Search results1 – 4 of 4
This chapter is an inquiry into the paradoxes in discourses of ethnicity and race as well as of diversity and inclusion, centering on current movements in higher…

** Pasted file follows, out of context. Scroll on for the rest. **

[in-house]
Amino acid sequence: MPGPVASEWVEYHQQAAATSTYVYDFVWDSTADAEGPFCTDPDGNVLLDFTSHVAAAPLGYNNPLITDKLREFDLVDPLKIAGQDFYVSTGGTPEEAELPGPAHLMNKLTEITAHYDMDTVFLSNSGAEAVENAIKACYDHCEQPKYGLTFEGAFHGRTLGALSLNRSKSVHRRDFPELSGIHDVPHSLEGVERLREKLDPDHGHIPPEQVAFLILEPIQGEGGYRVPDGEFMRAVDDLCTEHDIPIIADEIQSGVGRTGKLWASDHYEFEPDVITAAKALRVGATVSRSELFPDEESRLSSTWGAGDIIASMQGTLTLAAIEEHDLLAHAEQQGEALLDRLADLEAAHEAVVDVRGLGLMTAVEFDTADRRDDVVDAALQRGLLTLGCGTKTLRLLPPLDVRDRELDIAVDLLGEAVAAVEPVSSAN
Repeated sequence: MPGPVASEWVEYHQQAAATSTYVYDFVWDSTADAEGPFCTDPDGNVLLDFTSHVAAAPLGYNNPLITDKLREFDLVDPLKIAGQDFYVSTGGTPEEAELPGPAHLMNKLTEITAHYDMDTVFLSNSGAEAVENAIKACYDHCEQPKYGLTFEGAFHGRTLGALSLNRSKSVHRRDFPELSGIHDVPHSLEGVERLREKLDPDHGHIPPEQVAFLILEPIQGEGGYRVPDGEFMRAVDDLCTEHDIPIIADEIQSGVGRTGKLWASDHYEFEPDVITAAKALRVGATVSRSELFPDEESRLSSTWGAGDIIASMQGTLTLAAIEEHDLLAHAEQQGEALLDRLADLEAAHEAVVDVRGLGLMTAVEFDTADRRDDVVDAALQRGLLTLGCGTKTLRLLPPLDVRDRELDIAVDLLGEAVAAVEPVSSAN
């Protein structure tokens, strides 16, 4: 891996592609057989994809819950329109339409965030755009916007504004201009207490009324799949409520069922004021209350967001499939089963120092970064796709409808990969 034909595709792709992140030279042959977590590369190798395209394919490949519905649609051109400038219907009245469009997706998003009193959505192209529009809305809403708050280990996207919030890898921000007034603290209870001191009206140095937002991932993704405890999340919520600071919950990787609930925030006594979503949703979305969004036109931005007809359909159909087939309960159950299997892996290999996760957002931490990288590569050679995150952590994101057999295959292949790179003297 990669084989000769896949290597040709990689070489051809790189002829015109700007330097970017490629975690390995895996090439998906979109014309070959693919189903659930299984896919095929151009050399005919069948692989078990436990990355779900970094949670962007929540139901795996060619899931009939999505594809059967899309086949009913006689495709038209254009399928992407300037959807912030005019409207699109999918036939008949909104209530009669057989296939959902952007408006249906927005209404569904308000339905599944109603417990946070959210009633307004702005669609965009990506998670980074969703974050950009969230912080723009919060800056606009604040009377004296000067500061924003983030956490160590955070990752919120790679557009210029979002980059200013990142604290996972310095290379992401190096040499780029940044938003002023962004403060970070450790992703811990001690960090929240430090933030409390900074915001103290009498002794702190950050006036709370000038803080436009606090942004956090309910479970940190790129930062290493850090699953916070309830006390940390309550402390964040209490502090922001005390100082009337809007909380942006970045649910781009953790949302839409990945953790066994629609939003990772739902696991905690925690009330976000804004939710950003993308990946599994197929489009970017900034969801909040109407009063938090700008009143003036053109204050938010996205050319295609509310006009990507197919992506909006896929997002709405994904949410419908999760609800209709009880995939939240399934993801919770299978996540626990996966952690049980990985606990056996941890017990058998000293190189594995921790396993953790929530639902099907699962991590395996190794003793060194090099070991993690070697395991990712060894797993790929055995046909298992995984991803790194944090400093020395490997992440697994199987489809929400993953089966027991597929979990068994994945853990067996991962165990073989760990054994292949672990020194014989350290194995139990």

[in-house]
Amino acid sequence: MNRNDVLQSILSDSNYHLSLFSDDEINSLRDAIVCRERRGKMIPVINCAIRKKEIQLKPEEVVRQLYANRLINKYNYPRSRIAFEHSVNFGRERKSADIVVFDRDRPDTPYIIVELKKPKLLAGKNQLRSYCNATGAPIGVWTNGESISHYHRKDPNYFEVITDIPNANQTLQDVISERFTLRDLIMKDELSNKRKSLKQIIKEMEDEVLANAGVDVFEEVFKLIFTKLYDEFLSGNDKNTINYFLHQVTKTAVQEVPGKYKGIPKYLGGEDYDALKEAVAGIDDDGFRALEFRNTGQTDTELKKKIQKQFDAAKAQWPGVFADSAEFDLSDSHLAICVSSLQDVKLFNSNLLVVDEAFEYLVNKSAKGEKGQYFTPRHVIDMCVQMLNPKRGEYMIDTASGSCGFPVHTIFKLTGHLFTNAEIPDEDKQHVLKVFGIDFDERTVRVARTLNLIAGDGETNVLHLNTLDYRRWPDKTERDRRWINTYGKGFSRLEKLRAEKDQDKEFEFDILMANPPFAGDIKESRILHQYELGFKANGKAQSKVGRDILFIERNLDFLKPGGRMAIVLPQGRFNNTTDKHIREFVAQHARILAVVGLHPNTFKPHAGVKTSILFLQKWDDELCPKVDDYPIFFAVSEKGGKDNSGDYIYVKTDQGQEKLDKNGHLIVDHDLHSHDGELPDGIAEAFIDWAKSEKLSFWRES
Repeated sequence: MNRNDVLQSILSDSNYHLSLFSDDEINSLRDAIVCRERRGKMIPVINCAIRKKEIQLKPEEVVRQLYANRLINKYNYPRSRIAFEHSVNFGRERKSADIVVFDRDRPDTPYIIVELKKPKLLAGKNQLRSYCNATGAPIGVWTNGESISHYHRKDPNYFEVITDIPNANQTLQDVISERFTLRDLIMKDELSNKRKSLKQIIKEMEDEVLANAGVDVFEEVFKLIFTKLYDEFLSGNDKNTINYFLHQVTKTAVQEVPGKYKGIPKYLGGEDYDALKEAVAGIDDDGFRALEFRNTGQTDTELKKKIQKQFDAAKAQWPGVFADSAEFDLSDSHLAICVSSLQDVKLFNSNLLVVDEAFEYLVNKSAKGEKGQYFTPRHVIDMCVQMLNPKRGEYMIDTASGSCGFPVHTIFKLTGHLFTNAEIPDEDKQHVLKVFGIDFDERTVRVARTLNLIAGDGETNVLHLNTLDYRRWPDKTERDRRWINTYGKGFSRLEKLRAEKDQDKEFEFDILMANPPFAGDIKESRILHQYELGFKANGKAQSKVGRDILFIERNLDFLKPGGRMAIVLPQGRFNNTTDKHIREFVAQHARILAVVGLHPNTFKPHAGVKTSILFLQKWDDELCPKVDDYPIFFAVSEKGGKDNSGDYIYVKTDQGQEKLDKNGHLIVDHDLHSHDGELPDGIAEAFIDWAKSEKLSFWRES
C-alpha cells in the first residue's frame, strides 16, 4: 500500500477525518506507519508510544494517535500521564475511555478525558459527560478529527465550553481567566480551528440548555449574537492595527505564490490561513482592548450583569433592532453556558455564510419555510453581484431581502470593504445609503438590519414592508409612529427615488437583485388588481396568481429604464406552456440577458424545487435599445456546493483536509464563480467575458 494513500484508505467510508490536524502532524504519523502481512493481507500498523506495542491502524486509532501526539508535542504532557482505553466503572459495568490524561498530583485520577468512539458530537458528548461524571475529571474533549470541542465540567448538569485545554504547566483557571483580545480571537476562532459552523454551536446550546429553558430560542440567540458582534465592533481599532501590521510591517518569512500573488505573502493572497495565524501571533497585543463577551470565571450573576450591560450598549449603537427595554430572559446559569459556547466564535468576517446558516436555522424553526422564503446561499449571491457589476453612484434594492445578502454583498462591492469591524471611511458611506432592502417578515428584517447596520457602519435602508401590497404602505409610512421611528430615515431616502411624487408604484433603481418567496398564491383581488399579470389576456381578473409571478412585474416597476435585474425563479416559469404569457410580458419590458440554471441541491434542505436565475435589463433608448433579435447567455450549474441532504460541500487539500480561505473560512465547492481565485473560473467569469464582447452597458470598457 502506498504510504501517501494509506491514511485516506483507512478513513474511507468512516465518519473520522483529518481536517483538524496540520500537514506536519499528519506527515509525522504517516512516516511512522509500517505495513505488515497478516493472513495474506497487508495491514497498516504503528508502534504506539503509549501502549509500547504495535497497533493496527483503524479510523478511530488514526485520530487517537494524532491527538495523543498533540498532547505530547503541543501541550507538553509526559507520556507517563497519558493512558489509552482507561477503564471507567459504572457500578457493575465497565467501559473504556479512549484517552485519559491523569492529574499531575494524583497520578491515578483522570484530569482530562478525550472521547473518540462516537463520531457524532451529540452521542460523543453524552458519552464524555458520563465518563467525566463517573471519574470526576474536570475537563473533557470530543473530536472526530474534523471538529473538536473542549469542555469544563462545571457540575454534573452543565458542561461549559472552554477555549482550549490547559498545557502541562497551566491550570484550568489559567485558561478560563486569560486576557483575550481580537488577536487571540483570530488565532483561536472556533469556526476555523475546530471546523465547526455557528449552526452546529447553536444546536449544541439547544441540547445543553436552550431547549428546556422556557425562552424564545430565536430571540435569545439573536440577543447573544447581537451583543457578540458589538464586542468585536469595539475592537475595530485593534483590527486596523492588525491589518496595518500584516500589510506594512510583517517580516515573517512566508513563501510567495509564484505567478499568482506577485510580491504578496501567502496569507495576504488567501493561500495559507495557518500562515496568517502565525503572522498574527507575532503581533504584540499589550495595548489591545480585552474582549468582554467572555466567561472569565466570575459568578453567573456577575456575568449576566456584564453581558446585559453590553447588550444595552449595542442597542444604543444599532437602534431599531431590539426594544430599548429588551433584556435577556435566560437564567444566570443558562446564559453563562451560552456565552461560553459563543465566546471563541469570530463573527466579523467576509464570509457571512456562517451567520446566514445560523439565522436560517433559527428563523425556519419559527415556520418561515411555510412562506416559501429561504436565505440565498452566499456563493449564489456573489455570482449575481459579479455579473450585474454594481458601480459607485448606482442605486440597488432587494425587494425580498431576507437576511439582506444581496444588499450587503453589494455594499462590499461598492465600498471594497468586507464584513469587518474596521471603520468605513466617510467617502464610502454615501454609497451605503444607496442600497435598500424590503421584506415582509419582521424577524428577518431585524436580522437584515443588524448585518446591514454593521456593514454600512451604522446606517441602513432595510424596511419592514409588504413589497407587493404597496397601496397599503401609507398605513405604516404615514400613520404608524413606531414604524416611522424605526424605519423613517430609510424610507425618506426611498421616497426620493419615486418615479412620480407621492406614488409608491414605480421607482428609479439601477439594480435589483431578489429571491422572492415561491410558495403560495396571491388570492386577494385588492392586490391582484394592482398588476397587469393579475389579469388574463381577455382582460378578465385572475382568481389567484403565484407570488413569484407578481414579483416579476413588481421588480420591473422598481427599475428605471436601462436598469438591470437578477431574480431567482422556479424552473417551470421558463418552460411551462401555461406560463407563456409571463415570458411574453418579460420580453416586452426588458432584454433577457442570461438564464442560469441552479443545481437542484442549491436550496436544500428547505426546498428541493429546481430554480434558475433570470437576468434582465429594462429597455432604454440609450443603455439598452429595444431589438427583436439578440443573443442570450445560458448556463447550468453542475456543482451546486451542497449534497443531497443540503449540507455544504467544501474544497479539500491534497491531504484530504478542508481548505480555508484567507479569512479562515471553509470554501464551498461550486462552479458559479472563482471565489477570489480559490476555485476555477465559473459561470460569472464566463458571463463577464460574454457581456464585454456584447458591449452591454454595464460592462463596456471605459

This chapter is an inquiry into the paradoxes in discourses of ethnicity and race as well as of diversity and inclusion, centering on current movements in higher education. It aims to problematize the essentialized racial structure in American social discourses while re-evaluating academic institutions’ approaches to diversity. With a focus on Asian American students, it employs student narrations and statistical evidence to underline the neglected aspects of the heterogeneity, hybridity, and marginalization of “Asians.” The complex diversity among “Asians” and their ambiguous positionality provide insights into the challenges and paradoxes of our conceptions and practices of ethnicity, race, and diversity in general. On the one hand, I argue about the risk of prevalent practices that, to varying degrees, reconsolidate the black-white dichotomy; as they constantly strengthen disparities between the two races under the premises of the homogeneity within each category, they exclude the experiences of non-black minorities in social spheres. On the other hand, I challenge the disjuncture of diversity in theory versus in practice. While calling for a multiracial coalition to practice diversity and inclusion, I underscore the salience of unbiased perspectives in pedagogical approaches, in which, interethnicity and multiraciality are promoted, as hybrid identities beyond race are recognized. This de-Eurocentric approach ultimately aims to undermine racial essentialization and white supremacy.